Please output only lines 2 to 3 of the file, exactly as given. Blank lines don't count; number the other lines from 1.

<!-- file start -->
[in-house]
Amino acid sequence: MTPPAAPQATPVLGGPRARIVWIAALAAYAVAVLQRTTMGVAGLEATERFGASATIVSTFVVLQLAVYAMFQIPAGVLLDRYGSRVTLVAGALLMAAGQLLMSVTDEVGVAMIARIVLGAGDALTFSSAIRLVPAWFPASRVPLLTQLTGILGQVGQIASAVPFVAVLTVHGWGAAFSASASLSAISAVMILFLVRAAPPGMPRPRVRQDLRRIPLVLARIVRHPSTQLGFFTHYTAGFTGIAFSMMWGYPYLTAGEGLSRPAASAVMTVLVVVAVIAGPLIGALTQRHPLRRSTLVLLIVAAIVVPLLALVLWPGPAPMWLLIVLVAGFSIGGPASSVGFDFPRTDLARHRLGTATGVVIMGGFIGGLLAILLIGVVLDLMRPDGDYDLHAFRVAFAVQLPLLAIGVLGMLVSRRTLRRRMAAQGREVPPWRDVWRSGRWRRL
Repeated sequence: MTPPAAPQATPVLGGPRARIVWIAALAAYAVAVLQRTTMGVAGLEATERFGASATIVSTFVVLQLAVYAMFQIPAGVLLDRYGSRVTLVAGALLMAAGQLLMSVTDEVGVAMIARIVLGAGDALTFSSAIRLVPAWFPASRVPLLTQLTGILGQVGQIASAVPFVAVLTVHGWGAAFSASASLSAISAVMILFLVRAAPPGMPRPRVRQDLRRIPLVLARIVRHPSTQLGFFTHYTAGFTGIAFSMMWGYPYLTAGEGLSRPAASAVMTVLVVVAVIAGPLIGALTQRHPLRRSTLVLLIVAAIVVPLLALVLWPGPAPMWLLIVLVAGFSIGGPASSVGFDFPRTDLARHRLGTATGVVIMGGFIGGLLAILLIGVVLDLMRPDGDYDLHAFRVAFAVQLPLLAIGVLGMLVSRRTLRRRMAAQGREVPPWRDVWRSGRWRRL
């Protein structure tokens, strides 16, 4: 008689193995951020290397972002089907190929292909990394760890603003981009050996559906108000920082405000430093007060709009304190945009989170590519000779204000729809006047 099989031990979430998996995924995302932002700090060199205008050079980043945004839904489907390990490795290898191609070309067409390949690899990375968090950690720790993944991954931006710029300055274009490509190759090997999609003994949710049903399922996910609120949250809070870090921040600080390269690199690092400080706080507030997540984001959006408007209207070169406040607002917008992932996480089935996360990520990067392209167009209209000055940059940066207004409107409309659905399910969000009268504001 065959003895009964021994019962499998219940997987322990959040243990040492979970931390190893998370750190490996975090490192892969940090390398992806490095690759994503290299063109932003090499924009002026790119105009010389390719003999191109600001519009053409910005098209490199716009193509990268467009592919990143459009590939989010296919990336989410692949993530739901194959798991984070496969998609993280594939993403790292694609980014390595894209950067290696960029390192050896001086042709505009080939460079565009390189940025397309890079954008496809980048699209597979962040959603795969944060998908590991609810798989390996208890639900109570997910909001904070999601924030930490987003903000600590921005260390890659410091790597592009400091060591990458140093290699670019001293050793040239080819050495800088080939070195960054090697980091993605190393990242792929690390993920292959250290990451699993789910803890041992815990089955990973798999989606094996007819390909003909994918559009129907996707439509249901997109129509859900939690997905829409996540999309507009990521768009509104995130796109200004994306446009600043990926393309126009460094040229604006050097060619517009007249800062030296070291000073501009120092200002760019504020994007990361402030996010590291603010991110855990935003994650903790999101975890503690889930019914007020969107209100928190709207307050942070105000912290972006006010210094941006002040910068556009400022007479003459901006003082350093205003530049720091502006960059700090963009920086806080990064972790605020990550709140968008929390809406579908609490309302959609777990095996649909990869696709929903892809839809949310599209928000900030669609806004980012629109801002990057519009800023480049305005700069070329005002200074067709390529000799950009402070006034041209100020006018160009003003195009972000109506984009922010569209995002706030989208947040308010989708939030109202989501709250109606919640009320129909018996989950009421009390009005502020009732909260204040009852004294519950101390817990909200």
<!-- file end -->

Amino acid sequence: MTPPAAPQATPVLGGPRARIVWIAALAAYAVAVLQRTTMGVAGLEATERFGASATIVSTFVVLQLAVYAMFQIPAGVLLDRYGSRVTLVAGALLMAAGQLLMSVTDEVGVAMIARIVLGAGDALTFSSAIRLVPAWFPASRVPLLTQLTGILGQVGQIASAVPFVAVLTVHGWGAAFSASASLSAISAVMILFLVRAAPPGMPRPRVRQDLRRIPLVLARIVRHPSTQLGFFTHYTAGFTGIAFSMMWGYPYLTAGEGLSRPAASAVMTVLVVVAVIAGPLIGALTQRHPLRRSTLVLLIVAAIVVPLLALVLWPGPAPMWLLIVLVAGFSIGGPASSVGFDFPRTDLARHRLGTATGVVIMGGFIGGLLAILLIGVVLDLMRPDGDYDLHAFRVAFAVQLPLLAIGVLGMLVSRRTLRRRMAAQGREVPPWRDVWRSGRWRRL
Repeated sequence: MTPPAAPQATPVLGGPRARIVWIAALAAYAVAVLQRTTMGVAGLEATERFGASATIVSTFVVLQLAVYAMFQIPAGVLLDRYGSRVTLVAGALLMAAGQLLMSVTDEVGVAMIARIVLGAGDALTFSSAIRLVPAWFPASRVPLLTQLTGILGQVGQIASAVPFVAVLTVHGWGAAFSASASLSAISAVMILFLVRAAPPGMPRPRVRQDLRRIPLVLARIVRHPSTQLGFFTHYTAGFTGIAFSMMWGYPYLTAGEGLSRPAASAVMTVLVVVAVIAGPLIGALTQRHPLRRSTLVLLIVAAIVVPLLALVLWPGPAPMWLLIVLVAGFSIGGPASSVGFDFPRTDLARHRLGTATGVVIMGGFIGGLLAILLIGVVLDLMRPDGDYDLHAFRVAFAVQLPLLAIGVLGMLVSRRTLRRRMAAQGREVPPWRDVWRSGRWRRL